Susan Herndon & Greg Jacobs on Sat, January 23, 2016

Susan Herndon

Playing around 200 gigs a year for more than a decade, Susan Herndon has retained that true troubadour’s ethos, sharing her passion for song and stirring thousands of kindred spirits throughout Oklahoma, Texas and the American heartland.

With an engaging smile and graceful charm, she touches upon themes both universal and deeply personal, from longing and loneliness, to home, family, faded memories and hopeful dreams. And she connects with her listeners in a voice that conveys equal parts savory innocence and knowing savoir-faire.

Herndon draws from a reservoir of original material spanning five albums that have long found her sliding with ease from genre to genre. iTunes may soon run out of apt descriptors for Herndon’s music; her releases have been termed ‘blues,’ ‘country,’ ‘indie rock,’ ‘jazz’ and ‘pop.’ One moment she’s covering a Dylan classic in French with delicate fingerpicking on her guitar and the next may find her sitting at a keyboard paying homage to any number of fellow Oklahoma songsmiths, such as Woody Guthrie, Jimmy Webb, Leon Russell or J.J. Cale. All in an inspired style uniquely Herndonesque.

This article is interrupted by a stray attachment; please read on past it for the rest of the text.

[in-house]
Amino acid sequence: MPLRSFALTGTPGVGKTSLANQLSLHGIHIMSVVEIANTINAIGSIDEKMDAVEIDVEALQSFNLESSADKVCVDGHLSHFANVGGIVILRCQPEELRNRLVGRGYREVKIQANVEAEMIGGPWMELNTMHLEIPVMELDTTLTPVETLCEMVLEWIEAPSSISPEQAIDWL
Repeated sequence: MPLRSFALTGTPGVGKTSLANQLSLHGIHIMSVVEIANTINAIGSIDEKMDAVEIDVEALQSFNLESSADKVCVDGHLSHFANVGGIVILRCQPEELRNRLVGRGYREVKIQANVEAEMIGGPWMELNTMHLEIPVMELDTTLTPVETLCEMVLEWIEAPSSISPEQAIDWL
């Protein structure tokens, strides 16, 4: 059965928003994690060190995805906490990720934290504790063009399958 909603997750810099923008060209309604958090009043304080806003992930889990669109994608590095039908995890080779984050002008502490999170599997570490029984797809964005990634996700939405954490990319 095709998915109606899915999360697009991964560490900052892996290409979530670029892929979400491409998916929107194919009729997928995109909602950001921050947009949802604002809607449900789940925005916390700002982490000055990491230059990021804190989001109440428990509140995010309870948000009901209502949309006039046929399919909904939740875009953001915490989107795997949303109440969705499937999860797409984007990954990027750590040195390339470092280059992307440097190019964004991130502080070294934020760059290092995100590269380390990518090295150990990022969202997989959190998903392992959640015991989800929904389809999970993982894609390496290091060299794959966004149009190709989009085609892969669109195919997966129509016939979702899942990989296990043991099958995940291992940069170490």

Greg Jacobs

As part of a group of “red dirt” musicians who migrated to Stillwater in the late 1970’s – a rag-tag outfit that includes Jimmy LaFave, Tom Skinner, Bob Childers and the Red Dirt Rangers – Checotah singer/songwriter Greg Jacobs helped set the standard for great Okie songwriting. His landmark CD, “Reclining With Age” brought Jacobs to an audience far beyond his Oklahoma home, and his new recording, “Lucky Live,” a mostly best-of live collection, promises to be his most successful collection. “Lucky Live” features Travis Linville, John Fullbright and Terry Buffalo Ware assisting Jacobs on most of his best known songs including “Farmer’s Luck” “A Little Rain Will Do” “Okie Wind” “Enjoy The Ride” “I’m Not Afraid Of The Blues” and Patient Man,” as well as newer songs “C Chord” “From Here To Tulsa” and “Eyes Of A Child.” Some call Jacobs the red dirt crooner because of his easy goin’ style, and that just might be right. He is the smoothest of all the red dirt troubadours, laying down a solid Okie groove, on songs that are both historic and personal.